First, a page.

As I wandered, I got a chance to truly appreciate some of the beautiful artwork and natural beauty I had quickly walked by on previous airport trips. There are of course lovely views of the bay (excuse the glare – I was taking pictures on my phone):

And the glass mural of cranes – Going Away, Coming Home – which makes me smile every time:

Then I stumbled onto the Oakland Museum of California’s exhibition – Artists as Collectors. It’s really neat and various parts of it are spread out throughout the terminals:

The exhibit features interesting collections of mundane objects that become art when displayed together as a collection. Like these blenders:

Ceramics and tea pots:

And my personal favorite, the collection of hats:

I wouldn’t recommend going to the airport just to see these collections, but if you travel much, chances are that one of your upcoming flights will be severely delayed (it’s typical now with all the airlines in crisis). So instead of freaking out at the airline employees, grab your self a drink and take a stroll around the airport to appreciate some uniquely artistic collections.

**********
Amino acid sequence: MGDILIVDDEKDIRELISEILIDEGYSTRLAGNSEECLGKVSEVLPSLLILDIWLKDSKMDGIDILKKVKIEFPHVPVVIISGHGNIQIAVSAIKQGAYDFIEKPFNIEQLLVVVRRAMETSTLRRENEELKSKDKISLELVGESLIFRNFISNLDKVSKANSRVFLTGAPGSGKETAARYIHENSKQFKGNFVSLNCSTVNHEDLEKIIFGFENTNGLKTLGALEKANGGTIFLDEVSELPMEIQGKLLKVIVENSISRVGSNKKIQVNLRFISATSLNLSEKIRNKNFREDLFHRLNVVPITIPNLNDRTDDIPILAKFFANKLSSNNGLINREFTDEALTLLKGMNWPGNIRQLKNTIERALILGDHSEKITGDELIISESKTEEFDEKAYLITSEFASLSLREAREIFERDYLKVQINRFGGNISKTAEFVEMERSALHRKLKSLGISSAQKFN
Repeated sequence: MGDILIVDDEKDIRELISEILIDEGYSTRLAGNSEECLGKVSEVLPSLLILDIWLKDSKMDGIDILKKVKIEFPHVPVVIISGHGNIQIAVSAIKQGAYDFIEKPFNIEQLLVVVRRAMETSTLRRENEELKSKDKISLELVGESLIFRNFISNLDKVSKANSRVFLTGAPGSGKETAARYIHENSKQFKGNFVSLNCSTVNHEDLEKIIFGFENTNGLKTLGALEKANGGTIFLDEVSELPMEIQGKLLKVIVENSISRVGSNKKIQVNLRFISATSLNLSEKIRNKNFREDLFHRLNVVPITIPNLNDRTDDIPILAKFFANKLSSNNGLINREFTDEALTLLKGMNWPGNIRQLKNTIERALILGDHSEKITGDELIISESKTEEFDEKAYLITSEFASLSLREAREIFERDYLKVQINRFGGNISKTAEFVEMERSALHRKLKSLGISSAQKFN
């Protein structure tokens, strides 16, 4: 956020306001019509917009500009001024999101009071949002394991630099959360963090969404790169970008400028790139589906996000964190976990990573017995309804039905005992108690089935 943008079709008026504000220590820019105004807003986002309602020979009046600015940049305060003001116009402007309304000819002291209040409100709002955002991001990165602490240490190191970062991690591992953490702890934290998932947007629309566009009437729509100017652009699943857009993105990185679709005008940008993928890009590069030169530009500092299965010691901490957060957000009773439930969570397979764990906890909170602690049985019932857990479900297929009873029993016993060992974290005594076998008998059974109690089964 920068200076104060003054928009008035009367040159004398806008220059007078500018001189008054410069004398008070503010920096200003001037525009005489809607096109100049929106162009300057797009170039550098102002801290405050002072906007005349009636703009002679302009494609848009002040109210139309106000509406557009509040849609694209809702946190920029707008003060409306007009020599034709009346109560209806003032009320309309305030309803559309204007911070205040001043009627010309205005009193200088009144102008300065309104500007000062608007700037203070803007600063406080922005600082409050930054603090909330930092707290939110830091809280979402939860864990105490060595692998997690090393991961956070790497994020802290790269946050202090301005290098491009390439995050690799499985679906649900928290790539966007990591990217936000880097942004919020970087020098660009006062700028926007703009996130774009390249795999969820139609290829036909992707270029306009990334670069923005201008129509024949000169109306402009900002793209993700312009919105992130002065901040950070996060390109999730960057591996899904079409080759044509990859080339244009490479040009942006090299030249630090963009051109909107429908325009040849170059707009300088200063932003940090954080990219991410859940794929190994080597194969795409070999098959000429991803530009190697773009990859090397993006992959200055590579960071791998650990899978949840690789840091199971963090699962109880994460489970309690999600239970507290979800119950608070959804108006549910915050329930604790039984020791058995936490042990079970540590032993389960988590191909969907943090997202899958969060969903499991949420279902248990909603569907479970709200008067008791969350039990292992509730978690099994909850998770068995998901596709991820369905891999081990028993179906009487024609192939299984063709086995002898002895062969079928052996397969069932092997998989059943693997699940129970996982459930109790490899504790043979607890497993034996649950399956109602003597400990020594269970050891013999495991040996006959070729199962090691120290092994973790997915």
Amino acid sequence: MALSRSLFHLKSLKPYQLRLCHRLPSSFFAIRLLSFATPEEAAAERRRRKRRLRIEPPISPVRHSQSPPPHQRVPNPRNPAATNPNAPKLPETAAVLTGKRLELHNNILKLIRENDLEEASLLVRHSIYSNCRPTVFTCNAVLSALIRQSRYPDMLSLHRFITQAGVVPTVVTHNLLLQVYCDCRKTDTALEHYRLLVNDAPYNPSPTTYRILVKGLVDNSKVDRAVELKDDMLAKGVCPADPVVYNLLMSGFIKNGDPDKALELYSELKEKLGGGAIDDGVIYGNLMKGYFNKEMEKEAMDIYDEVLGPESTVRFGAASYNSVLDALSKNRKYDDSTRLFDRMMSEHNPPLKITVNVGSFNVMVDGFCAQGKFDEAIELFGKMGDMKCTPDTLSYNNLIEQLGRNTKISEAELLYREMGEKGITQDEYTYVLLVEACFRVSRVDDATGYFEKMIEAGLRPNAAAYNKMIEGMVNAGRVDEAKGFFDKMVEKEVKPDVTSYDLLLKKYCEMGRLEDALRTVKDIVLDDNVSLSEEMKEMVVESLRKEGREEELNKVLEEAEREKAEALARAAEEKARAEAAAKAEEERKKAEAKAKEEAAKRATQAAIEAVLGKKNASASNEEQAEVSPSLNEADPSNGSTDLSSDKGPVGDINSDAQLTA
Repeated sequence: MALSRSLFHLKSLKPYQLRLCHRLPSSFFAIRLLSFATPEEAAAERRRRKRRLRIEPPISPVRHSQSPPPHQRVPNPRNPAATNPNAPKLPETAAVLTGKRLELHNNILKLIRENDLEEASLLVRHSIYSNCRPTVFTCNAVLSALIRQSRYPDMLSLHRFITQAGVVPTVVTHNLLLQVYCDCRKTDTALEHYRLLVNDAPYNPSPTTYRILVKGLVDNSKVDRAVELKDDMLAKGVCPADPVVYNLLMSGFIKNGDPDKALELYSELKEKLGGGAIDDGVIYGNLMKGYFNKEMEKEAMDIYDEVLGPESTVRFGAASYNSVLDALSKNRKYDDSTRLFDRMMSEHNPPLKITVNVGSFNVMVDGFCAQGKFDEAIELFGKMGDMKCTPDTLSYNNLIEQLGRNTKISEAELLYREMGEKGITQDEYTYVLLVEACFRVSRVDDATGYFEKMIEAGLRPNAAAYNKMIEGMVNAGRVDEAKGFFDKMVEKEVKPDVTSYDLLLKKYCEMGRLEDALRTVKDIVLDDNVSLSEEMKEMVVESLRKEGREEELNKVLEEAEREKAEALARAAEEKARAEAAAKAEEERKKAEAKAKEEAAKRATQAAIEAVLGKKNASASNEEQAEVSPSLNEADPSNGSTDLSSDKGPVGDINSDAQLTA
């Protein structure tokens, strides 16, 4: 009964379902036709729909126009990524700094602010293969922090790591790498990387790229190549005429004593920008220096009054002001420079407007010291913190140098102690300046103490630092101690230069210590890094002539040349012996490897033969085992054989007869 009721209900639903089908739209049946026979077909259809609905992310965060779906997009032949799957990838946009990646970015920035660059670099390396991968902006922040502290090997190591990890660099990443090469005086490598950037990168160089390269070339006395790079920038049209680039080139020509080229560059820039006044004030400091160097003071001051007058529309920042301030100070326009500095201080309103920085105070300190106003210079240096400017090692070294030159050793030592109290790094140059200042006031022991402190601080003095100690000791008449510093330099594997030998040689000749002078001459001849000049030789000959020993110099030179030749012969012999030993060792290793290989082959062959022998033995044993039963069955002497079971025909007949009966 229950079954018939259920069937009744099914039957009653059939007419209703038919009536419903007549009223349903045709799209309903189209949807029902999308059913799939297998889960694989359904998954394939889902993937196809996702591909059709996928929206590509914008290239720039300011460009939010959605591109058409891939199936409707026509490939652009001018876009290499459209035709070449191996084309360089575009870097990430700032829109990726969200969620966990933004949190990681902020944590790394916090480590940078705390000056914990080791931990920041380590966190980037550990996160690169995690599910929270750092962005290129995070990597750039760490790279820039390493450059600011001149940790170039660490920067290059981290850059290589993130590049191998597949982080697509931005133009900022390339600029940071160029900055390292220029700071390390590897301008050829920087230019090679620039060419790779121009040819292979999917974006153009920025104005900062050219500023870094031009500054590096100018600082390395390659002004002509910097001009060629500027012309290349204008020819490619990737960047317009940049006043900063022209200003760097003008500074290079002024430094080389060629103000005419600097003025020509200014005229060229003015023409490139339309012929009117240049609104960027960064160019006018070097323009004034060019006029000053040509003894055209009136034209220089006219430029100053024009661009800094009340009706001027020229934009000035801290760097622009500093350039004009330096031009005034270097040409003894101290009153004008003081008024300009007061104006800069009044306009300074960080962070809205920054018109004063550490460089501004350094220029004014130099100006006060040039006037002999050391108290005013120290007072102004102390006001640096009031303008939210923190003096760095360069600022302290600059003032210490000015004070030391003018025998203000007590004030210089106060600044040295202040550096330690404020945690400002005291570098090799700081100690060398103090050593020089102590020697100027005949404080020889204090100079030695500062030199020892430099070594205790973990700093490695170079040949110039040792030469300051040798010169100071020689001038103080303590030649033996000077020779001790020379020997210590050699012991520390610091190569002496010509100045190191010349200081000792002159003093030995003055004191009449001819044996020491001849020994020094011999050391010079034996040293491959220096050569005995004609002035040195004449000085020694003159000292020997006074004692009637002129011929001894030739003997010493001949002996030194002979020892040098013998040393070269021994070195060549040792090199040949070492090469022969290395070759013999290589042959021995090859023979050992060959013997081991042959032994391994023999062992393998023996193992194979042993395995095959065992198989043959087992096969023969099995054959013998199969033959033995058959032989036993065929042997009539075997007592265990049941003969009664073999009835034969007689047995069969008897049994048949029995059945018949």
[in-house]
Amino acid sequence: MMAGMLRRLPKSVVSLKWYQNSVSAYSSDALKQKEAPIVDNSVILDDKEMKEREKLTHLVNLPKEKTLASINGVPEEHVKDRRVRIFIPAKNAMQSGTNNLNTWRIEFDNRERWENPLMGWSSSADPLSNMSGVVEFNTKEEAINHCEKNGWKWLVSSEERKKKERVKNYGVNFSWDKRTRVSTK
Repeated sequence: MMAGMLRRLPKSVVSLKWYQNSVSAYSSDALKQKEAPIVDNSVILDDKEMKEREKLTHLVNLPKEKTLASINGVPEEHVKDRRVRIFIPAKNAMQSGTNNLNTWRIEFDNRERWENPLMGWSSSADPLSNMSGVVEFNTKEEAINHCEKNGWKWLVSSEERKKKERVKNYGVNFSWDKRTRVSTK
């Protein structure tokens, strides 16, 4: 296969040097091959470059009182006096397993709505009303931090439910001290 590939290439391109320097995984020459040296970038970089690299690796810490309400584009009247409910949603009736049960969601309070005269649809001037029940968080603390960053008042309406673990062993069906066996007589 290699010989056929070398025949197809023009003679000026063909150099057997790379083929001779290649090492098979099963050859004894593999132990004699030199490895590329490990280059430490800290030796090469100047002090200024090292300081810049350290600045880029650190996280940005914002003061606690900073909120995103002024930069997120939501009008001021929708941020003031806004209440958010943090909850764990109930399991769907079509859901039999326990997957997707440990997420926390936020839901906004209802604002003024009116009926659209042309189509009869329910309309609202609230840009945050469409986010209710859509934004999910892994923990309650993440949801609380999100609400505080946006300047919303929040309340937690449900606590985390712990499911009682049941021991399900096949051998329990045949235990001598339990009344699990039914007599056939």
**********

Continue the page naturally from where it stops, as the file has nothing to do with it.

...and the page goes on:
Love at first sight?

6 May

Last week, I stumbled upon an old post by V Smoothe, at Future Oakland, where she got her start blogging about Oakland before starting Great Expectations, which is now known as A Better Oakland. It was her introductory post, and her story about falling in love with Oakland was too sweet not to share:

I visited a friend here one January, and it was truly love at first sight. On my first day in Oakland, he took me downtown for an all-day walking tour. We rode the bus down Broadway, got off at West Grand. He showed me the Paramount, Uptown (when it was really nothing), City Center, Old Oakland, Chinatown, 17th Street, the Lake Merritt Apartment district, and the financial district. We ate lunch at Le Cheval and ended the day sitting on a bench on Lake Merritt, shaded by the Kaiser Center and staring at Children’s Fairyland. After watching me sit in silence for a long while, my friend nervously asked me if something was wrong. All I could say in response was “I’m moving here.” From my very first day, I knew I belonged here.